Sino-Tibetan languages

related topics
{language, word, form}
{theory, work, human}
{work, book, publish}
{specie, animal, plant}
{country, population, people}

The Sino-Tibetan languages form a language family composed of, at least, the Chinese and the Tibeto-Burman languages, including some 250 languages of East Asia, Southeast Asia and parts of South Asia. They are second only to the Indo-European languages in terms of the number of native speakers. Some linguists include the Tai-Kadai and Hmong-Mien language families[citation needed].The classification of languages suggested for the Sino-Tibetan family and its subfamilies is still unresolved, and more work must be done before general agreement is reached.

Contents

Validity of language family

The Sino-Tibetan language family has also been defined, principally among Chinese linguists, as including the Tai and Hmong-Mien languages. In the past, Vietnamese and other Mon-Khmer languages were classified under the Sino-Tibetan tree; however, their similarities to Chinese are currently credited to language contact. In the Western scholarly community, the other tonal language families of East Asia, Tai-Kadai languages and Hmong-Mien (Miao-Yao), are no longer classified under the Sino-Tibetan tree either, with the similarities attributed to borrowings and areal features, especially after Benedict's publication (1972). However, in the Chinese scholarly community, Tai-Kadai (actually Zhuang-Dong or Kam-Tai, which excludes i.a. the Kra languages) and Hmong-Mien are still commonly included in the Sino-Tibetan family.[1]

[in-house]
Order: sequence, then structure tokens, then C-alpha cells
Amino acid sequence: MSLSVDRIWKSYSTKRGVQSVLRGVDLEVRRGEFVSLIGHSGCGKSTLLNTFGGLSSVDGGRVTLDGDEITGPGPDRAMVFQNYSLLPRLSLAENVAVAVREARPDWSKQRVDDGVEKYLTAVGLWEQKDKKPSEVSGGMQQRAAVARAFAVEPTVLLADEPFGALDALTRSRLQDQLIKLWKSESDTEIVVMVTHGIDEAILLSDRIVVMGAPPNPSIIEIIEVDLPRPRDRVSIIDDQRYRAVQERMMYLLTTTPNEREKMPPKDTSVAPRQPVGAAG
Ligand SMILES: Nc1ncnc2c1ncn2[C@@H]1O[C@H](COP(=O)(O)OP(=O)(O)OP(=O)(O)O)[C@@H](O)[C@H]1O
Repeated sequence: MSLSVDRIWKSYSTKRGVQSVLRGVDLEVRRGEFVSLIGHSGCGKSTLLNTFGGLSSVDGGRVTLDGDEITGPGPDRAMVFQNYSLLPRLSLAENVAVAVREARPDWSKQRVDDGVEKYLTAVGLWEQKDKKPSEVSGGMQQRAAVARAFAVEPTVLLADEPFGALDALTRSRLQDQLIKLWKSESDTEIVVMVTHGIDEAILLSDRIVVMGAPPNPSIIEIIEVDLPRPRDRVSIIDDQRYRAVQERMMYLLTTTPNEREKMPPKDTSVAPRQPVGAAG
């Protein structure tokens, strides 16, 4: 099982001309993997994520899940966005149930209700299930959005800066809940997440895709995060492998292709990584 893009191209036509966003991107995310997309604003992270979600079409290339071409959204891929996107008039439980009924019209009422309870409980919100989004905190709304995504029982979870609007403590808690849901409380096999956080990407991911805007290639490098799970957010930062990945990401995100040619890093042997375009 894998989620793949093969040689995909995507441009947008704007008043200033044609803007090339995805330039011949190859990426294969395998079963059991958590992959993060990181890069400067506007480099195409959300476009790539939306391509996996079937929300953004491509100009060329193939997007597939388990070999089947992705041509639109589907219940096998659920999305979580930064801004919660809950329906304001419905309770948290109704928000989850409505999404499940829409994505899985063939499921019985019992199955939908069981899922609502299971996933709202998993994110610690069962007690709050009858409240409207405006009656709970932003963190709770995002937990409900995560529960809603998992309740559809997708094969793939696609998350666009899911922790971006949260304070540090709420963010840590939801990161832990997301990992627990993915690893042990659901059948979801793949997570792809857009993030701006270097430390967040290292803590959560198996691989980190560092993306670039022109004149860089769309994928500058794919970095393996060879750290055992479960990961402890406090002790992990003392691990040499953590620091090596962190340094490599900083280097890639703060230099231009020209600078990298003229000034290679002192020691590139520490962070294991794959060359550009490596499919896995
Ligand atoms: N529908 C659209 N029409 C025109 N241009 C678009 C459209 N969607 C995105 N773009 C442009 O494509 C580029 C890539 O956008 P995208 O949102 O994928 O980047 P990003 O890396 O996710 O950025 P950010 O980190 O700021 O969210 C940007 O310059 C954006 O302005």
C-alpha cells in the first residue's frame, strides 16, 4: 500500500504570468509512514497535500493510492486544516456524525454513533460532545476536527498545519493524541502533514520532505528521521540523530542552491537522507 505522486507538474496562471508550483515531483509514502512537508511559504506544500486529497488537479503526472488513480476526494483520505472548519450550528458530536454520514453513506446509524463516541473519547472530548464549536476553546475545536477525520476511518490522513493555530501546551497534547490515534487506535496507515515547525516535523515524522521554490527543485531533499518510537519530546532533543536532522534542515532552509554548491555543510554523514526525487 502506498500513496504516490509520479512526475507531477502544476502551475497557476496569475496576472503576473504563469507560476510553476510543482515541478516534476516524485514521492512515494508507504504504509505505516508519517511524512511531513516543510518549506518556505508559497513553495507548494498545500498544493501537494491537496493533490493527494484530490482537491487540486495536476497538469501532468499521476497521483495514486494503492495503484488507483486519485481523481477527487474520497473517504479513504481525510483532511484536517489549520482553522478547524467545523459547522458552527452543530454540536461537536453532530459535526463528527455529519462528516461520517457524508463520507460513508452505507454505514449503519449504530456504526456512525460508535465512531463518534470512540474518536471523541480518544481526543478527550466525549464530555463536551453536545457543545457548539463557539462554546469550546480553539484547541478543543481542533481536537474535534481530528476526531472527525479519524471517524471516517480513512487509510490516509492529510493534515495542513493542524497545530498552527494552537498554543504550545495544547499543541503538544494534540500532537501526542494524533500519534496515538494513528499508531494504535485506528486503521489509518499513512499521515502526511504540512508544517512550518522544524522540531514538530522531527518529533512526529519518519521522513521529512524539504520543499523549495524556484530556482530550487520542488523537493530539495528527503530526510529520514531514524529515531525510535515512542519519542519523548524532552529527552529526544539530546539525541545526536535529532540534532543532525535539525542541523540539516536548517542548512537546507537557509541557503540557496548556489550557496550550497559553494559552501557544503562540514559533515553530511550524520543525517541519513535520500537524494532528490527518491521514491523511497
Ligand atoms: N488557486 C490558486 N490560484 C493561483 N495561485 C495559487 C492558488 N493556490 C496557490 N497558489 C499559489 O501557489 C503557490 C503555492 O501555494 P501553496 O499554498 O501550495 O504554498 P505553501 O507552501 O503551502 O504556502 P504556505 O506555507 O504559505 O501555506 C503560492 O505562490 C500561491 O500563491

A few scholars, most prominently Christopher Beckwith and Roy Andrew Miller, argue that Chinese is not related to Tibeto-Burman. They point to what they consider an absence of regular sound correspondences, an absence of reconstructable shared morphology[2], and evidence that much shared lexical material has been borrowed from Chinese into Tibeto-Burman. In opposition to this view, scholars in favor of the Sino-Tibetan hypothesis such as W. South Coblin, Graham Thurgood, James Matisoff, and Gong Hwang cherng have argued that there are regular correspondences in sounds as well as in grammar.

Full article ▸

related documents
Atlantic languages
Adverb
Pig Latin
Agglutinative language
Voiceless
Joual
Bambara language
Breathy voice
Reich
Germanic umlaut
Digamma
Nasal consonant
Aragonese language
Allomorph
Frisian languages
Ubbi dubbi
Canadian raising
Abessive case
Sound change
Syllable
Clause
Alliteration
Morphophonology
A
Hebrew numerals
Q
Northeast Caucasian languages
Intransitive verb
Ditransitive verb
Coptic alphabet